September 20 – September 23, 2018
Beirut International Exhibition & Leisure Center
Agbaria’s paintings replete with architectural and ornamental elements, such as those that were laid atop the floor of his parents’ home. These works echo childhood memories in the sense of nostalgia for home. Both the rug, an implement in the Muslim religious rite that is thought to play a quintessentially spiritual role, and the arabesque metaphor, expressing the wondrous and complex structure of the world and its harmonic perfection, are used by Agbaria in his account of the inanimate place where he lives.
The beautiful and colorful rug paintings tempt viewers to approach and observe the painted details. Concurrently, however, they raise viewers’ flesh by transporting them from one memory of time and place to a different memory of a different time and place. On one rug appears a bulldozer shovel, an instrument of destruction; on another we see an airplane with a swift red flourish of the brush; and at the bottom of yet another rug a warship materializes.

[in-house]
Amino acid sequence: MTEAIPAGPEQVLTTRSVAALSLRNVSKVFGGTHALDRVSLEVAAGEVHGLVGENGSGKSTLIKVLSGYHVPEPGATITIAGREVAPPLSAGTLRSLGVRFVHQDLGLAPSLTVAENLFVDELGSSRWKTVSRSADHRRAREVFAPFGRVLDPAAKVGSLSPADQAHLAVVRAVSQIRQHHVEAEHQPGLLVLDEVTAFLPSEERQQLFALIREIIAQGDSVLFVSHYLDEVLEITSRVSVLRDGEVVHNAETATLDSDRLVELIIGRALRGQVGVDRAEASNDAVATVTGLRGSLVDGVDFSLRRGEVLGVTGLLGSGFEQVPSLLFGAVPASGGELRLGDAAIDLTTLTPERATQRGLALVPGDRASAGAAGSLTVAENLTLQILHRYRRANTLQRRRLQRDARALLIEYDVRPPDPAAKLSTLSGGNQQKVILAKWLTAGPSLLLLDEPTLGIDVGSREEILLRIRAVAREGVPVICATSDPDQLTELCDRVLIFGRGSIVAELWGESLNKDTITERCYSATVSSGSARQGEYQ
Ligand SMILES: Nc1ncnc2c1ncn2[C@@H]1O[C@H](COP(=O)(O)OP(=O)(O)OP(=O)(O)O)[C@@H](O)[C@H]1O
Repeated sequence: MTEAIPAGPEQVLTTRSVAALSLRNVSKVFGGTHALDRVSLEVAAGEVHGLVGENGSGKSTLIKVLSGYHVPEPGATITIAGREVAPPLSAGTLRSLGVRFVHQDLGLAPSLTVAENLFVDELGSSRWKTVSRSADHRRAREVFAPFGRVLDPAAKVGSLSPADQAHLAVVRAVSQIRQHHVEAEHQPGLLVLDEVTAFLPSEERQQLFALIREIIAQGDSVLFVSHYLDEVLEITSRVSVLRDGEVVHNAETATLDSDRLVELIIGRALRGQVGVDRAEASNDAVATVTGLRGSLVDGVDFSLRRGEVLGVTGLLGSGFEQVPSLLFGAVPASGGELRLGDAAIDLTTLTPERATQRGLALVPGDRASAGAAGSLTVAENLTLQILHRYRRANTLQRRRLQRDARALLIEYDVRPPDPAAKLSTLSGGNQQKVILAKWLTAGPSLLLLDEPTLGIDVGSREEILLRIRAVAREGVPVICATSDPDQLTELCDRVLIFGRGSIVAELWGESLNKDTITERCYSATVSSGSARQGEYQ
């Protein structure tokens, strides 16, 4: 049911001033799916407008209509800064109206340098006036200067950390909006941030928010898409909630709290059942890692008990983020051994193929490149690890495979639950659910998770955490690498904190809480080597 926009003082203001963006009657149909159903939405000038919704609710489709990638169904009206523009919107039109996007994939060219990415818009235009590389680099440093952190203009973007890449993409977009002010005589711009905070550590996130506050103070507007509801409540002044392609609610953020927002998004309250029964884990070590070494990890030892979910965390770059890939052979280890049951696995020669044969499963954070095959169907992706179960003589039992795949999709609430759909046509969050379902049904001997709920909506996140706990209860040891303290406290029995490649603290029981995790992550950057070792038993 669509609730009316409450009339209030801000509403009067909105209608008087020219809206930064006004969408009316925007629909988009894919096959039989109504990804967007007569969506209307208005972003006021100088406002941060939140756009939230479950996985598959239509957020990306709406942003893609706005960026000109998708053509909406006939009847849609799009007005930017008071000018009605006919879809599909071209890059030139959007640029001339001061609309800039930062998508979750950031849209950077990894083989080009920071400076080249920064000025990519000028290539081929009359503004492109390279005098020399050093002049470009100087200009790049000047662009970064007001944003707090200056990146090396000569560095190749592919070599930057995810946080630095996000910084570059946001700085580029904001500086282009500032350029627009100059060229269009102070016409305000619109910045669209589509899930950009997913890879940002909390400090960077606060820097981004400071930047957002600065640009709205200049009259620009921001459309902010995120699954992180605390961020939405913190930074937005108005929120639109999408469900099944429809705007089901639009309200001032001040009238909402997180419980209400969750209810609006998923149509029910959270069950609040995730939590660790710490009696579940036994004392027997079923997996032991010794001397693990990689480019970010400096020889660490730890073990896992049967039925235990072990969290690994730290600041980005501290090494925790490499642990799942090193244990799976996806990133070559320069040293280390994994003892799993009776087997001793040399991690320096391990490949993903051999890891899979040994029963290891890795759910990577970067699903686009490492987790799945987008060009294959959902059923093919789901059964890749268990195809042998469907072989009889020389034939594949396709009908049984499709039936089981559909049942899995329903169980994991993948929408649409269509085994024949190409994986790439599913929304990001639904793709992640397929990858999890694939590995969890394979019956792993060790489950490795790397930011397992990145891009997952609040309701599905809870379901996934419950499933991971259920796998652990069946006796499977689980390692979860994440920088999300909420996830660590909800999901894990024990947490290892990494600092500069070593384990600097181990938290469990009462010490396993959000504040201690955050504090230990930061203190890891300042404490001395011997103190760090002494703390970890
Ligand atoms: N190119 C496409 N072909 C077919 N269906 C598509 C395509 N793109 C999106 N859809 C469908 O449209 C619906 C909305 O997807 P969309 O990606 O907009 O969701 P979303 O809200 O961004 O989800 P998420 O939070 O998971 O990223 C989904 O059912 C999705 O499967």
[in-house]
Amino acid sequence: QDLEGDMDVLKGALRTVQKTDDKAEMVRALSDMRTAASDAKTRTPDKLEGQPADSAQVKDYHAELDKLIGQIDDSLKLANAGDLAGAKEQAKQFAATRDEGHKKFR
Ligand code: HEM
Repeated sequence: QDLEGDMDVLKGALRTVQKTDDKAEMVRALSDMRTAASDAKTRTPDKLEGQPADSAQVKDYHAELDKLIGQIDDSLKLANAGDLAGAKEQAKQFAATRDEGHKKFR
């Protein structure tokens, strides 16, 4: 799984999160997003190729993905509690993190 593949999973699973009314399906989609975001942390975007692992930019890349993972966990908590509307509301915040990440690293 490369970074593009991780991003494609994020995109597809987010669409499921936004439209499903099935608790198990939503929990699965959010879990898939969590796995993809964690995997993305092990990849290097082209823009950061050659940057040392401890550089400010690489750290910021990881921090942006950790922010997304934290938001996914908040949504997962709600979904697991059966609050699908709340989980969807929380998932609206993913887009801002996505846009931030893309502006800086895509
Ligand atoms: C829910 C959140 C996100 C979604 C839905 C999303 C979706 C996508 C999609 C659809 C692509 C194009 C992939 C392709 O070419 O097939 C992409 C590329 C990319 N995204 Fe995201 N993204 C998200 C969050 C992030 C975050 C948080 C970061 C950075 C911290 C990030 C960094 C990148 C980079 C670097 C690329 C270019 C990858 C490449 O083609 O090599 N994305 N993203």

In these works, Agbaria creates a threatening inner domestic space that corresponds to Freud’s concept of desire or “a concept without a home.” In his conceptualization of desires, a paradoxical situation arises: the strange and the delusional, the dangerous and the cruel, are the opposites of the comfort and familiarity of home. In this dialectical encounter, the beautiful meets the threatening, and when the strange emerges from the domestic setting it is frightening. The separation of subject and object is disrupted when the representation of freedom and liberation (the drawing and movement of the brush) encounters its opposite (the wall, the border), which stops its forward motion.
Born in the village of Musmus near Umm El Fahm in 1983, Fouad Agbaria is one of the most prominent young Palestinian artists working today. A fine arts graduate and an award winning student, he attained a bachelor’s degree from Bezalel Academy, Jerusalem in 2004 and a master’s degree from Haifa University in 2014.
Since completing his undergraduate degree, Agbaria has painted prolifically often experimenting with different styles, techniques and media including charcoal, oil, acrylic and lithography. His catalogue of work to date has dealt with many themes associated with the Palestinian narrative, identity and memory. He has participated in over 20 group exhibitions and has held six solo shows. Agbaria lives and works in Umm Al-Fahem.